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Cure 

Charcuterie specialties are just part of the locally inspired menu at this new Lawrenceville restaurant

Pate board, with various pickled vegetables and spreads

Photo by Heather Mull

Pate board, with various pickled vegetables and spreads

When last we checked in with chef Justin Severino, he was providing a jaw-dropping array of meats, cheeses and tiny, particular salads on the charcuterie menu at Downtown's Elements. Severino grew up in Western Pennsylvania, learned to cook on the West Coast, and came back to Pittsburgh to make his mark on the local culinary scene, bringing with him a dedication to ethical farming practices and the humane treatment of animals which have become central to his approach to food. Interestingly, though, this hasn't led Severino to vegetarianism. Another of his passions is traditional foodways, and those certainly involve meat, which, in the days before refrigeration, was often smoked, salted or cured.

Hence the name of Severino's new restaurant in Lawrenceville. Actually, Cure's menu isn't primarily driven by cured meats, but by a loving attention to butchery, especially of pork. Cure's rustic-chic interior celebrates this delicious animal with a just-short-of-kitschy display of pig figurines, piggy banks, salt-and-pepper shakers and even a mounted wild boar head with tusks bared.

If the decor stopped shy of preciousness, the menu may have overstepped the line: It was a miniature cutting board with a torn piece of paper attached by a rubber band. But what it listed was so delightful we forgave its design. Cure offers a half-dozen "snacks," or starters; a half-dozen entrees; and just two "treats": a cheeseboard or chocolate soufflé cake. The offerings are seasonal, and the night we visited, they included a couple of extremely timely ingredients: ramps and, surprisingly, knotweed, which is pretty much only edible the moment it first sprouts.

We revisited the intense satisfaction we'd experienced at Elements with salumi, Cure's charcuterie platter. This exceeded our expectations with intensely rich duck speck; subtly satisfying lomo (essentially prosciutto-style pork loin); luscious, pate-like duck rillettes; smoky lamb pepperoni; and more. Nor did the board loaded with no fewer than seven forms of meat ever grow tiring or overwhelming: Each item was well balanced with the rest, and the selection as a whole offered choices savory, mild, decadent and in between. Our only real complaint was the scanty portion of toasts, which came spread with lardo (which is just what it sounds like, and tastes like an intense, slightly meaty, butter). That more or less forestalled their use with the other meats. While a baguette would be a bit much in the context of a "snack," we wished for a more plain bread or cracker to re-set our palates between bites of cured meat and pickled vegetables.

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A snack of ramps also left us wishing for more bread after we inhaled the garlic bread dripping with melted taleggio almost instantly. Beneath the bread were three wilted ramps atop a smear of ramp puree, which concentrated the wonderfully vegetal, subtly garlicky flavor of what is rapidly becoming a calling card of local springtime cuisine, and a dollop of rich, syrupy aged balsamic. We loved how this dish gave a sophisticated presentation — and preparation — to a humble, heartily flavored food.

Despite the carnivorous theme of Cure, Severino is happy to give vegetables center stage, not only in a vegetarian item (risotto with local mushrooms), but also in a pair of dishes focused on pasta dumplings. While chestnut gnocchi and cavatelli were accompanied by meat, vegetable flavors predominated, and the gnocchi in particular showed just how a good chef can coax intense umami notes from leaves, fruits, gourds and grains. Earthy chestnut flavor roundly filled the mouth, while large chunks of guanciale (cured pork jowl) were cooked to a melting softness, and a simple butter-cheese sauce, spiked with garlic and rosemary, provided cohesion.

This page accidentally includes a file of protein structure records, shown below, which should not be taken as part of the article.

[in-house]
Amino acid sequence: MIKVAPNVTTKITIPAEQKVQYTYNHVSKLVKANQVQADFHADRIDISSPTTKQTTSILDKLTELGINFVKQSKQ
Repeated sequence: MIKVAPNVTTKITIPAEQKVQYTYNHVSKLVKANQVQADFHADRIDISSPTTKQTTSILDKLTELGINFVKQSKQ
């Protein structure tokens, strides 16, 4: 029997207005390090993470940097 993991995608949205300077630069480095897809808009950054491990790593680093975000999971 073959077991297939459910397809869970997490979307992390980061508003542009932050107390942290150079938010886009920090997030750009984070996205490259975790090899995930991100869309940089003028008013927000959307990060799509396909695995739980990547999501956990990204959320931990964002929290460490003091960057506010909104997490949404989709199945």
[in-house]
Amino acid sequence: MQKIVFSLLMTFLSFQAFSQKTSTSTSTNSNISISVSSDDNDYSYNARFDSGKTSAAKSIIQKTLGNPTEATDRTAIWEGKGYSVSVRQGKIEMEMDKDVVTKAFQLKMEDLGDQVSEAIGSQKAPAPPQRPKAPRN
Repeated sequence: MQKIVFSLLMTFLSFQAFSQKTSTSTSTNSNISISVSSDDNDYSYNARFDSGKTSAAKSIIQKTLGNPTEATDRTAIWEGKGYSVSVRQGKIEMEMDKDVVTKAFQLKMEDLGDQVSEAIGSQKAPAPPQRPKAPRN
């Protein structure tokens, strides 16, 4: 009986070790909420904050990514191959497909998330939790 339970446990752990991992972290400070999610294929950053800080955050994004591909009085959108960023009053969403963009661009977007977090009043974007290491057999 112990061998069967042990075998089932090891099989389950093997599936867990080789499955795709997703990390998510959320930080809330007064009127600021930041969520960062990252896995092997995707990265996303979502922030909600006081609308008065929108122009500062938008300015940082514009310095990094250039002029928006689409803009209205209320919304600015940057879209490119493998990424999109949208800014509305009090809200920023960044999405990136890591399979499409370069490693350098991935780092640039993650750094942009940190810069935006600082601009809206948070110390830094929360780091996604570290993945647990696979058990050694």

Pasta carbonara was prepared with sweet-pea ravioli, pancetta and a touch of chili in the traditional sauce of egg, pecorino romano cheese and butter. The sweetness of the peas and salty smokiness of the pancetta perfectly offset the luxurious sauce. But linguine with mussels and clams was served in an emerald-green rapini-pesto sauce that was much too salty. This was a shame, as the dish also featured bottarga — cured and dried fish roe — surely a flavorful component whose individual character was lost among the other ingredients. 

Jason never doubted that he would order the entrée titled simply "Pork." This combined both tenderloin and rib roast with sauerkraut and lard-cooked potatoes, seasoning them with creamy Bernaise and violet mustard. The rib roast was extraordinarily succulent — several carved slices, no bone in sight — while the tenderloin had been seared for a bit of textural contrast. But it was the mustard that truly stood out, a smooth, dark spread with a hint of piquancy and floral topnotes that brought the subtlest touch of spring to a wintry dish.

The kitchen was not so sure with hanger steak au poivre. The meat was juicy and beautifully cooked but, sad to say, a bit tough, even when sliced thin. However, we will praise the inclusion, along with a little salad of cress and soft boiled pullet egg, of a mound of soubise, an onion preparation that cooks so slowly that it never caramelizes, but does become soft as noodles and almost buttery sweet.

Cure is a welcome addition to Pittsburgh's ever-expanding food scene. It satisfies the carnivore's appetite with connoisseurship, not only of meats, but of the accompaniments that make meat into a wonderful meal. 

Editor's note: An earlier version of this story had an incorrect first name for chef Justin Severino.

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